April 4, 2013 5:22 pm

Surge in Syrian ‘guests’ fuels tensions in Turkey

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Children of Syrian refugees play at a Red Crescent camp in the Boynuyogun village of Hatay province, only 500 metres (0.3 miles) from the Syrian border©AFP

Syrian refugee children play at the Boynuyogun camp in Turkey's Hatay province, near the border with their homeland

As refugee camps go, Boynuyogun in Turkey’s Hatay province is well appointed. About 700 yards across the border with northern Syria, it has electricity and gas, water and sanitation, schools and clinics, as well as a supermarket and playgrounds for its “guests”, as Turkish officials describe the 2,300 Syrian refugees in the tent city.

They form part of a surge of Syrians fleeing the civil war wracking their homeland, after President Bashar al-Assad opted to use force to put down the uprising against his regime that began two years ago.

The UN High Commissioner for Refugees said last month the number of registered refugees had exceeded 1m. That is apart from the estimated 2m Syrians internally displaced by the fighting and the unknown thousands that have melted into the population of neighbouring countries.

Turkey has 187,000 refugees in 17 camps and 200,000 more Syrians in its towns. In Lebanon, officials believe there are now more than 1m Syrians in a population of just over 4m.

António Guterres, the UNHCR chief, warns that the number of refugees could double or even triple by the end of this year if the fighting keeps escalating.

One western diplomat says that with a desperate regime resorting to weapons such as ballistic missiles – and the latent menace and rumours that it might use chemical weapons – an avalanche of fleeing Syrians could engulf Turkey, Lebanon and Jordan.

As numbers rise, tensions have emerged. The UN said last week it was concerned about reports of alleged deportations from Turkey. Turkish authorities denied that they had forcibly deported any refugees but said some Syrians who had been facing prosecution in Turkey for disturbances had voluntarily returned to their homeland.

While Turkey insists that its refugees are “guests”, with temporary protection status, their situation is starting to look anything but temporary.

In Boynuyogun, the refugees are nearly all from Jisr al-Shoughour, a north Syrian town that in June 2011 was the scene of the first massacres that marked the slide into civil war. There are reckoned to be 10,000 people from the town pressed up against the border but unable to cross into Turkey.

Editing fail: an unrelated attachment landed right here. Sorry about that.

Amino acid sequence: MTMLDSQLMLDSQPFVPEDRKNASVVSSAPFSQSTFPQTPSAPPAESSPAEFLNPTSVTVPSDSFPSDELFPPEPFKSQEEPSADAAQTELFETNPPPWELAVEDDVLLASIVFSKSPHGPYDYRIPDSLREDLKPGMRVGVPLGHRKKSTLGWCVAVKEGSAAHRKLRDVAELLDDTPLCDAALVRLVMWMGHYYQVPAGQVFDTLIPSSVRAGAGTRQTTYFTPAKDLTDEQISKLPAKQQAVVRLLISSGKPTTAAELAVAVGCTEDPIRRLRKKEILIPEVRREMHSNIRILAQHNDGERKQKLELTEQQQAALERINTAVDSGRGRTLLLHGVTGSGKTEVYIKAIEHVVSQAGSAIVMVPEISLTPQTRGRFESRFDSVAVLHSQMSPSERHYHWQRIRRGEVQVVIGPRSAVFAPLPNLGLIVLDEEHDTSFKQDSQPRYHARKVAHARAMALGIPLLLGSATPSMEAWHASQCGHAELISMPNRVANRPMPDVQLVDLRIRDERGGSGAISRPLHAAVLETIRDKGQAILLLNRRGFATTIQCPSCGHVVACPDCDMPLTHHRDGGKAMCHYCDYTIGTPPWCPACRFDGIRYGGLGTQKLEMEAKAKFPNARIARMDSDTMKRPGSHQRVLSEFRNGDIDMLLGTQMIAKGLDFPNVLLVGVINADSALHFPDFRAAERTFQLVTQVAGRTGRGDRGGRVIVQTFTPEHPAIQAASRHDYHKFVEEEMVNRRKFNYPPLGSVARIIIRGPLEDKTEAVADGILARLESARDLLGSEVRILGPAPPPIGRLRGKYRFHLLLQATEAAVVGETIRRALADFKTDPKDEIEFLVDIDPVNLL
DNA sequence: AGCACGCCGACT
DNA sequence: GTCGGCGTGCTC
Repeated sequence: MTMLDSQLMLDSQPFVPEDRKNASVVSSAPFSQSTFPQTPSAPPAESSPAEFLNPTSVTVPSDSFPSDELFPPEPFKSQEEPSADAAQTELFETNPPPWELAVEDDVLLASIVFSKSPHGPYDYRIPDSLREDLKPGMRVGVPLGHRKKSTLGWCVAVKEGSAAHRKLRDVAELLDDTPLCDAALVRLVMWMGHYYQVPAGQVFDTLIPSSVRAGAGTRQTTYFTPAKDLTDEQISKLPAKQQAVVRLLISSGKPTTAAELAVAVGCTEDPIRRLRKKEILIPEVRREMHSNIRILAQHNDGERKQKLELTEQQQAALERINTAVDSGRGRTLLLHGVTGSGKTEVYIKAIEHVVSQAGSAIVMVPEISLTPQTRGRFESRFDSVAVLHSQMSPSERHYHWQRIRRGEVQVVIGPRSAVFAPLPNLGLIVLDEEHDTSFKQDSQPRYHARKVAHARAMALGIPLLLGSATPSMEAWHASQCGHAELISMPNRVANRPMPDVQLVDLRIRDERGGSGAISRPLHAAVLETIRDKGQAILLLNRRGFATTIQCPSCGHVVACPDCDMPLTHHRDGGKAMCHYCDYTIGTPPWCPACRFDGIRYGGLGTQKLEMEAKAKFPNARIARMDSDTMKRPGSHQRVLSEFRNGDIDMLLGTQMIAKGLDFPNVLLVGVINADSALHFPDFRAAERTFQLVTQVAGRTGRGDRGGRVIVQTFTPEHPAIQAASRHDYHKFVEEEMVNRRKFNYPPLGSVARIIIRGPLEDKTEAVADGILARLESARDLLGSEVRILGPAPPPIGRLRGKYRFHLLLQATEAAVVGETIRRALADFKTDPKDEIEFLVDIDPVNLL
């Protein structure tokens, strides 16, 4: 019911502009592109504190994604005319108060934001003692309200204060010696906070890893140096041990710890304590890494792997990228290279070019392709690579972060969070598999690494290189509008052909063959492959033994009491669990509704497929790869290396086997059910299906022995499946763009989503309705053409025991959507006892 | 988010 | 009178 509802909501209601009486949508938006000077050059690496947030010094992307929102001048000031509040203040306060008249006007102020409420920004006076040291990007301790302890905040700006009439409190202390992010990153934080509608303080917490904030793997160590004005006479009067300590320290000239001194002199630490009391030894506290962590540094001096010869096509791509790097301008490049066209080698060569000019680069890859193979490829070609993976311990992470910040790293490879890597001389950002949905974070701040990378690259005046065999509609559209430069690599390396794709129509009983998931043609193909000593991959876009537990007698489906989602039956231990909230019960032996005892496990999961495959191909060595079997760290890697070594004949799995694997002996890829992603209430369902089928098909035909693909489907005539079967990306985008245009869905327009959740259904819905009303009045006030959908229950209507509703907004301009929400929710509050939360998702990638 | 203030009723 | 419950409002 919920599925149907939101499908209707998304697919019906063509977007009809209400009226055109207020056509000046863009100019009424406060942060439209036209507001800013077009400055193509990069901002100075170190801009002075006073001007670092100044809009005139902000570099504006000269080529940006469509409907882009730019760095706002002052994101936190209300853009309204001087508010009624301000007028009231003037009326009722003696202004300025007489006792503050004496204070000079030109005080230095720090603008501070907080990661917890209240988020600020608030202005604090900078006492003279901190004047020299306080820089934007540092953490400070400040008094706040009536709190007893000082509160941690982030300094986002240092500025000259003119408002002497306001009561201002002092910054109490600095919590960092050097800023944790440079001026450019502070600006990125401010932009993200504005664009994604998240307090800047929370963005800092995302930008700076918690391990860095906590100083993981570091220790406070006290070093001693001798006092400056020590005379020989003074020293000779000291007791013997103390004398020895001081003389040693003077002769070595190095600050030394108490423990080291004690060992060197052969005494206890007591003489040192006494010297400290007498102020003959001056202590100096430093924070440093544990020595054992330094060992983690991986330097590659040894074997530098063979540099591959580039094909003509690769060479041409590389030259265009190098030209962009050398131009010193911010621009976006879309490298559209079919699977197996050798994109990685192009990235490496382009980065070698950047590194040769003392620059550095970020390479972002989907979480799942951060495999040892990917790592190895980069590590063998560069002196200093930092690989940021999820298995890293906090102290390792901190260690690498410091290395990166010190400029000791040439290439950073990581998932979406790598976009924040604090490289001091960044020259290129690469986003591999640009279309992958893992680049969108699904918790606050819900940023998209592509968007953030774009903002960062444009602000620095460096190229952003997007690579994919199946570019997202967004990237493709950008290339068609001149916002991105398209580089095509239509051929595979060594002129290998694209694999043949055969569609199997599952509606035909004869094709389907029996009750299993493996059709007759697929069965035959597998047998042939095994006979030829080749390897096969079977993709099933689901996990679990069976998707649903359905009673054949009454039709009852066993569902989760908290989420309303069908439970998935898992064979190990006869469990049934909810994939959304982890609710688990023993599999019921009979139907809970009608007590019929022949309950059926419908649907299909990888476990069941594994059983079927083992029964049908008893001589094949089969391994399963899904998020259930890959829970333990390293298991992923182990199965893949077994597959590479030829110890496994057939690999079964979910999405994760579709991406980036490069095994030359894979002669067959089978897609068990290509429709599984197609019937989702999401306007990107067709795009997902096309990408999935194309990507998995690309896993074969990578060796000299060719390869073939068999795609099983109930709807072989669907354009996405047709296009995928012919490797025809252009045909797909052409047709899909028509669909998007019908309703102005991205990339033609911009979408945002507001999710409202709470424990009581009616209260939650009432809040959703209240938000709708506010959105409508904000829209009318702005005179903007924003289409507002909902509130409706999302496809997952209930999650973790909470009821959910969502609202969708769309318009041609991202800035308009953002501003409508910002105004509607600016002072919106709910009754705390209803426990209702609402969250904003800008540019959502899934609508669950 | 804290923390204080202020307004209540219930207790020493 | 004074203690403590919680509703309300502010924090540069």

The ones who have done so are luckier. In school tents equipped with computers, the children who make up about two-thirds of Boynuyogun’s population learn Turkish as well as Arabic – using a Syrian curriculum with the history component rewritten by rebel advisers, says Kaja Hijazi, their English teacher.

“We are happy here but we want to go home,” says nine-year-old Adnan.

In depth


The brutal response by the regime of Bashar al-Assad to the popular revolt is exposing failures in international policy and the wishful thinking of policy makers who believed the president was a reformer

Kamal, 13, says “We are here because Bashar is killing the people.” He adds: “the good people are the freedom fighters”.

In one tent there has been a makeshift attempt to recreate an Arab courtyard. Under a polythene extension sits a badly burnt young boy, listening to the tinkle of water in a fountain improvised from a few bricks and a length of hose, and the cooing of long-feathered doves native to Idlib in northern Syria – homing pigeons according to one of the boy’s relatives.

Nearby, Musab, 28, who lost his mother and grandparents in Jisr al-Shoughour, looks to heaven in an effusion of thanks to Turkey’s prime minister: “It is thanks to Tayyip Erdogan, may God protect him, that I have been able to marry.”

Musab also says – within earshot of a Turkish interior ministry official – that he slips across the border to fight the regime’s forces.

The official robustly denies this. “There is no question of military organisations recruiting young people”, he insists, even though barely a mile up the road lies a special camp for the families of Syrian army officers who have defected from the regime, some of whom operate from Turkish soil.

This is not the only reason for Turkish sensitivity. Hatay, with its ancient capital Antakya (Antioch), is a pluri-confessional and contested region. There is a Christian minority – the first Christian church, of St Peter, built into a mountainside cave, is here. The first mosque in Anatolia, the Habib-i Neccar, nearly 14 centuries old, is in Antakya. And while the Boynuyogun camp is wholly Sunni, about a quarter of the people of Hatay, which is claimed by Syria, are Arab Alawites, the esoteric Nusayri Shia sect that is the backbone of the Assad regime.

While accommodating as many refugees as it can, Turkey still wants to use its borders to as a shield against the increasingly sectarian conflict raging to its south.

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